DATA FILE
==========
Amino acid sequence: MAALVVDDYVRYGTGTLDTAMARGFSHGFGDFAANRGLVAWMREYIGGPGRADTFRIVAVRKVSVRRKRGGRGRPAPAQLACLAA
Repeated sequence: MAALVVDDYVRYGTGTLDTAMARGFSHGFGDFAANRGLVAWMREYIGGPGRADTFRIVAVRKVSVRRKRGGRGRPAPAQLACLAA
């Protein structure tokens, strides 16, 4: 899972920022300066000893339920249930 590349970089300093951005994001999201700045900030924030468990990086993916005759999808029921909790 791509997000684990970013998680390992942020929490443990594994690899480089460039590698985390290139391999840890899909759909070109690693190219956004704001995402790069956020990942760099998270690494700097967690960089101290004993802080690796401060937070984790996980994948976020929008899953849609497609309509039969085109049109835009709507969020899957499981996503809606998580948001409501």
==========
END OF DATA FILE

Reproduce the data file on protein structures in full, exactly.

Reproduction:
Amino acid sequence: MAALVVDDYVRYGTGTLDTAMARGFSHGFGDFAANRGLVAWMREYIGGPGRADTFRIVAVRKVSVRRKRGGRGRPAPAQLACLAA
Repeated sequence: MAALVVDDYVRYGTGTLDTAMARGFSHGFGDFAANRGLVAWMREYIGGPGRADTFRIVAVRKVSVRRKRGGRGRPAPAQLACLAA
């Protein structure tokens, strides 16, 4: 899972920022300066000893339920249930 590349970089300093951005994001999201700045900030924030468990990086993916005759999808029921909790 791509997000684990970013998680390992942020929490443990594994690899480089460039590698985390290139391999840890899909759909070109690693190219956004704001995402790069956020990942760099998270690494700097967690960089101290004993802080690796401060937070984790996980994948976020929008899953849609497609309509039969085109049109835009709507969020899957499981996503809606998580948001409501």